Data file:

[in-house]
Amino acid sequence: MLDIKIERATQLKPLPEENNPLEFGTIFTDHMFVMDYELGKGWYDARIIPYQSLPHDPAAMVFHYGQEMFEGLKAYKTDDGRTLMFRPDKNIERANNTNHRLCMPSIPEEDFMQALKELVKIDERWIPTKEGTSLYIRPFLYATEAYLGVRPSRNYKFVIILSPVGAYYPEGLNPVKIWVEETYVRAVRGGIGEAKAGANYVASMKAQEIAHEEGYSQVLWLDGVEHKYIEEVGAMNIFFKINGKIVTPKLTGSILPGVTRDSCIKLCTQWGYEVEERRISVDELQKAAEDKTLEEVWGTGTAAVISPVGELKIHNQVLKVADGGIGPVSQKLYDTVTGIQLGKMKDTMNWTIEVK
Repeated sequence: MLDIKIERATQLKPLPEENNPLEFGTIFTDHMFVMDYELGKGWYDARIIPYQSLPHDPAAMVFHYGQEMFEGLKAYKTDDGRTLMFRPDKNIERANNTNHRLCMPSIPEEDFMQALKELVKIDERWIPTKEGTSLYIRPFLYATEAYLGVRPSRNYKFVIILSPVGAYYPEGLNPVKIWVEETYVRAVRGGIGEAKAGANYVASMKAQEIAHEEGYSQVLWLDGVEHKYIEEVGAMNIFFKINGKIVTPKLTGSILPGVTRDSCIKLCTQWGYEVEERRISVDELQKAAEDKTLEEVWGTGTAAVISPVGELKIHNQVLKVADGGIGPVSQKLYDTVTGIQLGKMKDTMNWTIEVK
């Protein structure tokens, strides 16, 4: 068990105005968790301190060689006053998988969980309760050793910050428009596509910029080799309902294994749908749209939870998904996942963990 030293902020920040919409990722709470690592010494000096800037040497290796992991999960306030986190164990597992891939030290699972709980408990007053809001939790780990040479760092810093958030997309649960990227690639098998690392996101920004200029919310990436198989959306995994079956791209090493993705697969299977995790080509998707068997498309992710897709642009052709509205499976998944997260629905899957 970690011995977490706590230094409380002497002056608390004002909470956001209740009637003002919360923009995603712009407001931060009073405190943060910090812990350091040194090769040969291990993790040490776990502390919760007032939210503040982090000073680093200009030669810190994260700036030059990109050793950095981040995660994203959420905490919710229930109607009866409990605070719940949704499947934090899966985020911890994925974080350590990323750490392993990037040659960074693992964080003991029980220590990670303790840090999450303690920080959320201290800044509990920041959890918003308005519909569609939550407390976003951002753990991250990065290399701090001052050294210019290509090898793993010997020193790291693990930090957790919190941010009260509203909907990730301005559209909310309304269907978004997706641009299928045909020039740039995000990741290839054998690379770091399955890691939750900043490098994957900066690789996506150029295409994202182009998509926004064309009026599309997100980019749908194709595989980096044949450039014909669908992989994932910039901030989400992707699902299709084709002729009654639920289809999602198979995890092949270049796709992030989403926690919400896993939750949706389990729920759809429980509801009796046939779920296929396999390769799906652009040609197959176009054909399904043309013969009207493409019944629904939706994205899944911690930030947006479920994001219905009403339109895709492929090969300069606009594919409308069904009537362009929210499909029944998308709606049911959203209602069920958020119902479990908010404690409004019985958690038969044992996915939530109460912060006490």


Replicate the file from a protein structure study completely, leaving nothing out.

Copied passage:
[in-house]
Amino acid sequence: MLDIKIERATQLKPLPEENNPLEFGTIFTDHMFVMDYELGKGWYDARIIPYQSLPHDPAAMVFHYGQEMFEGLKAYKTDDGRTLMFRPDKNIERANNTNHRLCMPSIPEEDFMQALKELVKIDERWIPTKEGTSLYIRPFLYATEAYLGVRPSRNYKFVIILSPVGAYYPEGLNPVKIWVEETYVRAVRGGIGEAKAGANYVASMKAQEIAHEEGYSQVLWLDGVEHKYIEEVGAMNIFFKINGKIVTPKLTGSILPGVTRDSCIKLCTQWGYEVEERRISVDELQKAAEDKTLEEVWGTGTAAVISPVGELKIHNQVLKVADGGIGPVSQKLYDTVTGIQLGKMKDTMNWTIEVK
Repeated sequence: MLDIKIERATQLKPLPEENNPLEFGTIFTDHMFVMDYELGKGWYDARIIPYQSLPHDPAAMVFHYGQEMFEGLKAYKTDDGRTLMFRPDKNIERANNTNHRLCMPSIPEEDFMQALKELVKIDERWIPTKEGTSLYIRPFLYATEAYLGVRPSRNYKFVIILSPVGAYYPEGLNPVKIWVEETYVRAVRGGIGEAKAGANYVASMKAQEIAHEEGYSQVLWLDGVEHKYIEEVGAMNIFFKINGKIVTPKLTGSILPGVTRDSCIKLCTQWGYEVEERRISVDELQKAAEDKTLEEVWGTGTAAVISPVGELKIHNQVLKVADGGIGPVSQKLYDTVTGIQLGKMKDTMNWTIEVK
């Protein structure tokens, strides 16, 4: 068990105005968790301190060689006053998988969980309760050793910050428009596509910029080799309902294994749908749209939870998904996942963990 030293902020920040919409990722709470690592010494000096800037040497290796992991999960306030986190164990597992891939030290699972709980408990007053809001939790780990040479760092810093958030997309649960990227690639098998690392996101920004200029919310990436198989959306995994079956791209090493993705697969299977995790080509998707068997498309992710897709642009052709509205499976998944997260629905899957 970690011995977490706590230094409380002497002056608390004002909470956001209740009637003002919360923009995603712009407001931060009073405190943060910090812990350091040194090769040969291990993790040490776990502390919760007032939210503040982090000073680093200009030669810190994260700036030059990109050793950095981040995660994203959420905490919710229930109607009866409990605070719940949704499947934090899966985020911890994925974080350590990323750490392993990037040659960074693992964080003991029980220590990670303790840090999450303690920080959320201290800044509990920041959890918003308005519909569609939550407390976003951002753990991250990065290399701090001052050294210019290509090898793993010997020193790291693990930090957790919190941010009260509203909907990730301005559209909310309304269907978004997706641009299928045909020039740039995000990741290839054998690379770091399955890691939750900043490098994957900066690789996506150029295409994202182009998509926004064309009026599309997100980019749908194709595989980096044949450039014909669908992989994932910039901030989400992707699902299709084709002729009654639920289809999602198979995890092949270049796709992030989403926690919400896993939750949706389990729920759809429980509801009796046939779920296929396999390769799906652009040609197959176009054909399904043309013969009207493409019944629904939706994205899944911690930030947006479920994001219905009403339109895709492929090969300069606009594919409308069904009537362009929210499909029944998308709606049911959203209602069920958020119902479990908010404690409004019985958690038969044992996915939530109460912060006490």